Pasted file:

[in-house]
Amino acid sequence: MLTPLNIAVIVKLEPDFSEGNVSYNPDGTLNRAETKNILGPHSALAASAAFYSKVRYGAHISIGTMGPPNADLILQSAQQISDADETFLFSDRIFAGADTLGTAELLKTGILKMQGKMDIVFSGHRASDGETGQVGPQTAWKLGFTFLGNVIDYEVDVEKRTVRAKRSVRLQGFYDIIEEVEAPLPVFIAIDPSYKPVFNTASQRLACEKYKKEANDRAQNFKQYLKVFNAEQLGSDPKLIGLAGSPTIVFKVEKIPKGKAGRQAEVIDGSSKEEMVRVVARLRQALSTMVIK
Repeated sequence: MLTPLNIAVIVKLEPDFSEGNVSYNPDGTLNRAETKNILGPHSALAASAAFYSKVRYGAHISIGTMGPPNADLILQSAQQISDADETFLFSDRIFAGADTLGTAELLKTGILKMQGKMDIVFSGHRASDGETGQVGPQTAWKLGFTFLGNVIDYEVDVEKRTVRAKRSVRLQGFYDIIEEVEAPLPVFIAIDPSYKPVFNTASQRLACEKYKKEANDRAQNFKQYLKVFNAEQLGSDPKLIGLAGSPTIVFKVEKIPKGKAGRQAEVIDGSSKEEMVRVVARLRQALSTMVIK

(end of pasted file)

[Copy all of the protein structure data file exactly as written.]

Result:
[in-house]
Amino acid sequence: MLTPLNIAVIVKLEPDFSEGNVSYNPDGTLNRAETKNILGPHSALAASAAFYSKVRYGAHISIGTMGPPNADLILQSAQQISDADETFLFSDRIFAGADTLGTAELLKTGILKMQGKMDIVFSGHRASDGETGQVGPQTAWKLGFTFLGNVIDYEVDVEKRTVRAKRSVRLQGFYDIIEEVEAPLPVFIAIDPSYKPVFNTASQRLACEKYKKEANDRAQNFKQYLKVFNAEQLGSDPKLIGLAGSPTIVFKVEKIPKGKAGRQAEVIDGSSKEEMVRVVARLRQALSTMVIK
Repeated sequence: MLTPLNIAVIVKLEPDFSEGNVSYNPDGTLNRAETKNILGPHSALAASAAFYSKVRYGAHISIGTMGPPNADLILQSAQQISDADETFLFSDRIFAGADTLGTAELLKTGILKMQGKMDIVFSGHRASDGETGQVGPQTAWKLGFTFLGNVIDYEVDVEKRTVRAKRSVRLQGFYDIIEEVEAPLPVFIAIDPSYKPVFNTASQRLACEKYKKEANDRAQNFKQYLKVFNAEQLGSDPKLIGLAGSPTIVFKVEKIPKGKAGRQAEVIDGSSKEEMVRVVARLRQALSTMVIK